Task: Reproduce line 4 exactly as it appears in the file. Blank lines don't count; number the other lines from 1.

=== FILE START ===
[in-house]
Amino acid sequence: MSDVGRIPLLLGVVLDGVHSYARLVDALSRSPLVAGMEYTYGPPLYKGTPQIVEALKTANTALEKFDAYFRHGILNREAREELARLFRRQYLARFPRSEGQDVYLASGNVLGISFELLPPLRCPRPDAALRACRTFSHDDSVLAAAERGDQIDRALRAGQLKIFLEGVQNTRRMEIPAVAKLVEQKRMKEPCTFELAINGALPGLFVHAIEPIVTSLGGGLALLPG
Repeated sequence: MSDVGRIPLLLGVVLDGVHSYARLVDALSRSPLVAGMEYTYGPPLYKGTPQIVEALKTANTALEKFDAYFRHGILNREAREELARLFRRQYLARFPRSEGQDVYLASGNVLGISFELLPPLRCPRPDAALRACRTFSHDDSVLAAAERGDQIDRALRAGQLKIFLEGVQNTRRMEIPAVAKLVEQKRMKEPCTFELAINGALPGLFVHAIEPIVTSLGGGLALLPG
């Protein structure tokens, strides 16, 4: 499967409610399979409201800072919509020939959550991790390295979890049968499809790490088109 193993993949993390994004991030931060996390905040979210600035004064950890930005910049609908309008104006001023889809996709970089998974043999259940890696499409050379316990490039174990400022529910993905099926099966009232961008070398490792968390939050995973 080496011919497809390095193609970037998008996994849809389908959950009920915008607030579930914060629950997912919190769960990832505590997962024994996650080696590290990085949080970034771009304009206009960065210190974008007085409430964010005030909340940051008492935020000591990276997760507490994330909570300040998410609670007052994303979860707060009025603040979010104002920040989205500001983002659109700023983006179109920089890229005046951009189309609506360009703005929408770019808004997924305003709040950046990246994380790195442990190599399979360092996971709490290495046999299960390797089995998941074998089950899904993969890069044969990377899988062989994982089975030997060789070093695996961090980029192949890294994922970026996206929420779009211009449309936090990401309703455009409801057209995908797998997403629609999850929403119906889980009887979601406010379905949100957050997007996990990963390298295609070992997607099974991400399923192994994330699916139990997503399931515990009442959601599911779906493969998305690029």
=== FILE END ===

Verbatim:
């Protein structure tokens, strides 16, 4: 499967409610399979409201800072919509020939959550991790390295979890049968499809790490088109 193993993949993390994004991030931060996390905040979210600035004064950890930005910049609908309008104006001023889809996709970089998974043999259940890696499409050379316990490039174990400022529910993905099926099966009232961008070398490792968390939050995973 080496011919497809390095193609970037998008996994849809389908959950009920915008607030579930914060629950997912919190769960990832505590997962024994996650080696590290990085949080970034771009304009206009960065210190974008007085409430964010005030909340940051008492935020000591990276997760507490994330909570300040998410609670007052994303979860707060009025603040979010104002920040989205500001983002659109700023983006179109920089890229005046951009189309609506360009703005929408770019808004997924305003709040950046990246994380790195442990190599399979360092996971709490290495046999299960390797089995998941074998089950899904993969890069044969990377899988062989994982089975030997060789070093695996961090980029192949890294994922970026996206929420779009211009449309936090990401309703455009409801057209995908797998997403629609999850929403119906889980009887979601406010379905949100957050997007996990990963390298295609070992997607099974991400399923192994994330699916139990997503399931515990009442959601599911779906493969998305690029």